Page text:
Wednesday, June 17, 2020

The Electoral College Map (6/17/20)

Update for June 17.

The battleground state polls from Change Research did little to shake things up in the FHQ state averages on Wednesday. Other than Florida, the surveys in the other states -- Arizona, Michigan, North Carolina, Pennsylvania and Wisconsin -- showed a tighter race than has been the case in the most recent polling in those states. But compared to the FHQ projections, given the information at this point in the race, the picture was mixed.

Yes, Biden was ahead in all six states as he is in the averages here in this space. But compared to the averages, the Change polls had the margin running ahead of the averages (wider gap) in Florida, North Carolina and barely Wisconsin and behind in Arizona and Michigan (especially given the recent double digit margins that have come out of the Wolverine state). The poll in Pennsylvania, meanwhile, was basically on par with the FHQ averages.

What does that mean?

Not much this early in the race. The map remains unchanged above, but there was some meaningful movement in the rank ordering of states in the Electoral College Spectrum below. Importantly, Arizona and Florida switched places around Wisconsin, changing and raising the tipping point one cell. Florida is now that tipping point state where the candidates would cross the 270 electoral vote threshold if Biden or Trump won all of the states up to and including the Sunshine state in the order.

And Florida will be pivotal throughout this campaign. With 29 electoral votes at stake, it provides a level of cushion to the candidate who can claim it relative to some of the other toss up states.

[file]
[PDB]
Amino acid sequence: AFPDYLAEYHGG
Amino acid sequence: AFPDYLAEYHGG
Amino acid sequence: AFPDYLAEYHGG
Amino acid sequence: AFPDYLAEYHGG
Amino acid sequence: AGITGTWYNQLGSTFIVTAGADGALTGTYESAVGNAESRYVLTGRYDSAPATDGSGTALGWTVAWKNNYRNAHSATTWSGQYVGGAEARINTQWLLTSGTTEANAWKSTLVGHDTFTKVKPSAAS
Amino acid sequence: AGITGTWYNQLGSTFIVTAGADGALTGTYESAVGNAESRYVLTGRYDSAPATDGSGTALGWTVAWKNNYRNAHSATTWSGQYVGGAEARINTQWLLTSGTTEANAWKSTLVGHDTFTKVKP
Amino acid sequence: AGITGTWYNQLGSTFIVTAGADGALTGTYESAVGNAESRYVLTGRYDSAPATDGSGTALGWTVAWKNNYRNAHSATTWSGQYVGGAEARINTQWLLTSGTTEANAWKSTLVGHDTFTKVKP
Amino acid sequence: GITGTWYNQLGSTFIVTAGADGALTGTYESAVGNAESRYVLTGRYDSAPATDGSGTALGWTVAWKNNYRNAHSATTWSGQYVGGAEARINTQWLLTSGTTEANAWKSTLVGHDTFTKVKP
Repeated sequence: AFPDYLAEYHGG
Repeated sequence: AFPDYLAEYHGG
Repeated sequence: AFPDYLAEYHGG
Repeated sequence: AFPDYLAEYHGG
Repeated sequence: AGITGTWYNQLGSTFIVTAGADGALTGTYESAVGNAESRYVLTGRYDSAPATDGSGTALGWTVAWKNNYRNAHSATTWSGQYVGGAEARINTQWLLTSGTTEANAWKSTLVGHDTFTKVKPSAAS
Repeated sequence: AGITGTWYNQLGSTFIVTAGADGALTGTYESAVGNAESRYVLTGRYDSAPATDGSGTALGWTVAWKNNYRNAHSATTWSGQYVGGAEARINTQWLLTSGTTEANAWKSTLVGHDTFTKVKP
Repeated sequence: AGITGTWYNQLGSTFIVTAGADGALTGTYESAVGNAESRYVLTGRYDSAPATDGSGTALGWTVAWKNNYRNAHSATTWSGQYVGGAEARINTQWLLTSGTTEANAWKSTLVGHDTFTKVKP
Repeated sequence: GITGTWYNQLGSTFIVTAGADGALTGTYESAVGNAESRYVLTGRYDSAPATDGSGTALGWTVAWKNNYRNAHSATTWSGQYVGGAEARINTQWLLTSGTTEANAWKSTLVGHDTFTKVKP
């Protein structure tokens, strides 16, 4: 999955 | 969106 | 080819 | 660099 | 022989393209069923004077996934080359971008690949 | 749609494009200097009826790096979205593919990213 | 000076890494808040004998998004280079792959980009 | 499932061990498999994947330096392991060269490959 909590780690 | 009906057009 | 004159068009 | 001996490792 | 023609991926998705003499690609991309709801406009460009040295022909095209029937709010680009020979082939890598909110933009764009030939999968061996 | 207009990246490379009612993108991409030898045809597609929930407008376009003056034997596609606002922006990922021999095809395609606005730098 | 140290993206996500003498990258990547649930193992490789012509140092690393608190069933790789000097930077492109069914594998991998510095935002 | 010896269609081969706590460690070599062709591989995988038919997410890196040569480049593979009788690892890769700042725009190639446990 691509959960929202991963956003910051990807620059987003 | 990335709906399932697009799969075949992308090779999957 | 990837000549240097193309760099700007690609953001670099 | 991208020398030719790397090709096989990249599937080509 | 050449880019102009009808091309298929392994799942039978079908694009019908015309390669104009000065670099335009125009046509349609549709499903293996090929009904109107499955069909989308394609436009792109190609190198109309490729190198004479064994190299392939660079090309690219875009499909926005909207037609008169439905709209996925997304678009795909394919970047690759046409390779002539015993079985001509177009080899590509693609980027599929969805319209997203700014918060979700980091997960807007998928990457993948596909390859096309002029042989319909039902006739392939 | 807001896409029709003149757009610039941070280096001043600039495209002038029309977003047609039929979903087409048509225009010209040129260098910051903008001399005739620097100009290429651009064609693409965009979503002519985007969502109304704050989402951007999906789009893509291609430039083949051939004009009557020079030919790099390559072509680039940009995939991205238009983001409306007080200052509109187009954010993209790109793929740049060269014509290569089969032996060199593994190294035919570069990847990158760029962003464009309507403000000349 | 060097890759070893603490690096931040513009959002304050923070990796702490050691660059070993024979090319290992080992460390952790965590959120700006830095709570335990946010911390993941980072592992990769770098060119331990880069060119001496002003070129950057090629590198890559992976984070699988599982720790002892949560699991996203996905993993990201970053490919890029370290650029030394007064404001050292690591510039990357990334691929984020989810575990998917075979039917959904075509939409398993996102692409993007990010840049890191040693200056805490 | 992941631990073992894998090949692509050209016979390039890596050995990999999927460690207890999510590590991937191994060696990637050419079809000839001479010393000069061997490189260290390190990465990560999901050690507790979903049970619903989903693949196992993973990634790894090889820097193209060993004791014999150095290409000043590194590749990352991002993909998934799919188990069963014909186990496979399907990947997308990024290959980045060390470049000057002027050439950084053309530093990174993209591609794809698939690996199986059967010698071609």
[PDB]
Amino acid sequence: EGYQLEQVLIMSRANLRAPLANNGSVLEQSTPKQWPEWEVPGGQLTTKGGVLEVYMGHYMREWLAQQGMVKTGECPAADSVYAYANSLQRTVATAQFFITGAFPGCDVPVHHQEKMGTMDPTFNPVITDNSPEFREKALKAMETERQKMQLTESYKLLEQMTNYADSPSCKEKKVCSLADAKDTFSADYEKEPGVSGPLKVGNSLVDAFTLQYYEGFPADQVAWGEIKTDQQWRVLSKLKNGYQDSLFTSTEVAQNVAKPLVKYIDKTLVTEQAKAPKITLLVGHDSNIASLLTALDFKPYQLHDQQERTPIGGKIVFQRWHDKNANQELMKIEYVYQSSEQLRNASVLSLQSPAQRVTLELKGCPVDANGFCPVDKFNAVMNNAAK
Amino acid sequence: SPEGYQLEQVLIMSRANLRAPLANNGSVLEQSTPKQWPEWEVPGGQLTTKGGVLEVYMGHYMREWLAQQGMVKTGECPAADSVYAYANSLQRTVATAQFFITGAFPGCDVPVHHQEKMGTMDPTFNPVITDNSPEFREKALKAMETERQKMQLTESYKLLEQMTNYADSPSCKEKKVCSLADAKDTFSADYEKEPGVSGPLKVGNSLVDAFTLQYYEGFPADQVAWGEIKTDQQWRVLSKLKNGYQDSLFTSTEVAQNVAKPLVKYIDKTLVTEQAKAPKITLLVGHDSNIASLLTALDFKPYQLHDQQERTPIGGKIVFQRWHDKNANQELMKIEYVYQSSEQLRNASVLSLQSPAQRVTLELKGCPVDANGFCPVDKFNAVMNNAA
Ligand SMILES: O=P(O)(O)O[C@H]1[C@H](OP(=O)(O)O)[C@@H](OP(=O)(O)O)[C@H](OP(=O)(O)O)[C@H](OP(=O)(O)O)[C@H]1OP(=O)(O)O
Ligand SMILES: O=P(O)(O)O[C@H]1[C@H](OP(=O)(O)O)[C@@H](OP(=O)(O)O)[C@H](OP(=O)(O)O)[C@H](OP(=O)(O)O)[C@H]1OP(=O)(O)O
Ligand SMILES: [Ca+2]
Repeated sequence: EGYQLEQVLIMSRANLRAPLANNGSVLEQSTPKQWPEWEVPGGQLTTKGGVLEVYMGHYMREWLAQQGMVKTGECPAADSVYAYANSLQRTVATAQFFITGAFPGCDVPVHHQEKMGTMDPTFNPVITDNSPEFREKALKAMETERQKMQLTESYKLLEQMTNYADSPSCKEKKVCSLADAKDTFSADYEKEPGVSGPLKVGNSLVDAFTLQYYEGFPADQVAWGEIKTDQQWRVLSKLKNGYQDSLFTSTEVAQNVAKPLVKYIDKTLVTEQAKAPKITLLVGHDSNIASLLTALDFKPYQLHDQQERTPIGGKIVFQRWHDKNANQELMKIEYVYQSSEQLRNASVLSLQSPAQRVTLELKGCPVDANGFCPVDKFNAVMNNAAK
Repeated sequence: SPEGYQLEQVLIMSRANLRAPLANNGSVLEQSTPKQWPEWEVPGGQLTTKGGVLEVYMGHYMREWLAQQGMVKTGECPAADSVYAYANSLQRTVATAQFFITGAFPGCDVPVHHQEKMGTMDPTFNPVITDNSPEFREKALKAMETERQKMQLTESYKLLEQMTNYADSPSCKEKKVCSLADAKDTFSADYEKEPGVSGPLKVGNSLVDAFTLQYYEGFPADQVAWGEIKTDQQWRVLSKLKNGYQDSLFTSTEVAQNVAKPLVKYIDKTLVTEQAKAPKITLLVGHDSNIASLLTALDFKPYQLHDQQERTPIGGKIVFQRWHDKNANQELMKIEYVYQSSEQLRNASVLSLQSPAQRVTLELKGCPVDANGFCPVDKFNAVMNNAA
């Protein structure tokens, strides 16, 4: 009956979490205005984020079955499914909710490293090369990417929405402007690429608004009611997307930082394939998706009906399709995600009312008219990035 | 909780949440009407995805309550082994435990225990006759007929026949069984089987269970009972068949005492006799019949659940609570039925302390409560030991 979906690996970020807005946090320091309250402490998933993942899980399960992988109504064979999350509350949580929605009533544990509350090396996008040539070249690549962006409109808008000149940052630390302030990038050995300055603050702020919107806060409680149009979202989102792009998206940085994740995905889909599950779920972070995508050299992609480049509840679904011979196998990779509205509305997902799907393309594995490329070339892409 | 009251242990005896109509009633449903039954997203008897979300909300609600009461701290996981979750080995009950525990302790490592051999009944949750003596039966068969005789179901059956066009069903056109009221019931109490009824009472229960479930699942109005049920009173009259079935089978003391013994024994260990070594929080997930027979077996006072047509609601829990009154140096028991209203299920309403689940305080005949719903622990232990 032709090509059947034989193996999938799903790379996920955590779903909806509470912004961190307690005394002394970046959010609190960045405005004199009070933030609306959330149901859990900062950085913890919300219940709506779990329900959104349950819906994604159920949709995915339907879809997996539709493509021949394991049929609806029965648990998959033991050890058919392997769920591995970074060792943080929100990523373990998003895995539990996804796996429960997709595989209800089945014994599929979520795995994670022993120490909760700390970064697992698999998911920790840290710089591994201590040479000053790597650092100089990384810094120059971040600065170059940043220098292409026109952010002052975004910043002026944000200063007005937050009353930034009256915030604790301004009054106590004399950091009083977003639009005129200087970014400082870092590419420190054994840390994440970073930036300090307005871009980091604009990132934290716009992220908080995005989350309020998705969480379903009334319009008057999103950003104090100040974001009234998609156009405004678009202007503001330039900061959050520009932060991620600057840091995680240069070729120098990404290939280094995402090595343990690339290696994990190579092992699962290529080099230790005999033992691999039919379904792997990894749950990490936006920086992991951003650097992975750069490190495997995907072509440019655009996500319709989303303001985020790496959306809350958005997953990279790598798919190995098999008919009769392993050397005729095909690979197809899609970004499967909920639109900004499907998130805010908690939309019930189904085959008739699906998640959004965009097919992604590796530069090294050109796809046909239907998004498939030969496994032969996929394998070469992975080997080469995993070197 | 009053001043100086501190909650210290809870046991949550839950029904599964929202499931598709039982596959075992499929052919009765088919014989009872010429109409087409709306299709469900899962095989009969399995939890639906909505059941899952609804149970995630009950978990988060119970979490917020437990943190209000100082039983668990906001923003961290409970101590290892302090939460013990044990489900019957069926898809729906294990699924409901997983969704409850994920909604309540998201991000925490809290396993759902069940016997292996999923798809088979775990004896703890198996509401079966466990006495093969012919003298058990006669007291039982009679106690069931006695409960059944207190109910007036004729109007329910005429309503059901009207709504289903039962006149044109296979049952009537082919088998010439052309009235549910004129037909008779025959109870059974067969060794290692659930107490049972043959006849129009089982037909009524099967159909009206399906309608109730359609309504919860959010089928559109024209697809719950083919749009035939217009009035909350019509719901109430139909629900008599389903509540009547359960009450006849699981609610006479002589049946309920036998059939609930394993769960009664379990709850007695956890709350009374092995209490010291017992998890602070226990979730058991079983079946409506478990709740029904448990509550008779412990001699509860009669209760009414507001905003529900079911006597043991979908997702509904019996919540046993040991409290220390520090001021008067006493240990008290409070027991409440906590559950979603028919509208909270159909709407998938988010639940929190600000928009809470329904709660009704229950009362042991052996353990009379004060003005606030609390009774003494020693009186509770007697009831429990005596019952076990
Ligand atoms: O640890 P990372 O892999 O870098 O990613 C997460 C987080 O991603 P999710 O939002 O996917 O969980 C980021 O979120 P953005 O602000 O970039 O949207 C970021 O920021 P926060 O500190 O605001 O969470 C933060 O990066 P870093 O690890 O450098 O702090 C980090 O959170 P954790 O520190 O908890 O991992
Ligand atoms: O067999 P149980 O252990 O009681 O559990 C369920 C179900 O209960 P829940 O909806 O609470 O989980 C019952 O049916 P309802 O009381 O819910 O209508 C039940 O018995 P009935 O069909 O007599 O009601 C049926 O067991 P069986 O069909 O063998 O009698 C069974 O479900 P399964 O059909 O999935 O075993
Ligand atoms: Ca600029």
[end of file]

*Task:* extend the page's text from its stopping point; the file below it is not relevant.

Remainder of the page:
NOTE: A description of the methodology behind the graduated weighted average of 2020 state-level polling that FHQ uses for these projections can be found here.

The Electoral College Spectrum1
NE CD1-1
ME CD1-1
NE CD2-1
ME CD2-1
NE CD3-1
1 Follow the link for a detailed explanation on how to read the Electoral College Spectrum.

2 The numbers in the parentheses refer to the number of electoral votes a candidate would have if he or she won all the states ranked prior to that state. If, for example, Trump won all the states up to and including Florida (Biden's toss up states up to Florida), he would have 289 electoral votes. Trump's numbers are only totaled through the states he would need in order to get to 270. In those cases, Biden's number is on the left and Trumps's is on the right in bold italics.

To keep the figure to 50 cells, Washington, DC and its three electoral votes are included in the beginning total on the Democratic side of the spectrum. The District has historically been the most Democratic state in the Electoral College.

3 Florida
 is the state where Biden crosses the 270 electoral vote threshold to win the presidential election, the tipping point state.

Another day passes without any new information out of Minnesota, Nevada or New Hampshire, a trio of states where polling has been scant and unavailable in recent weeks. That is also a group of states that may appear a little closer than they actually are because of that recent relative lack of survey work in each. Movement that has been picked up in other states is not reflected in the FHQ averages, Instead, the most recent poll continues to carry full weight while older polls continue to have a decreasing influence in the equation.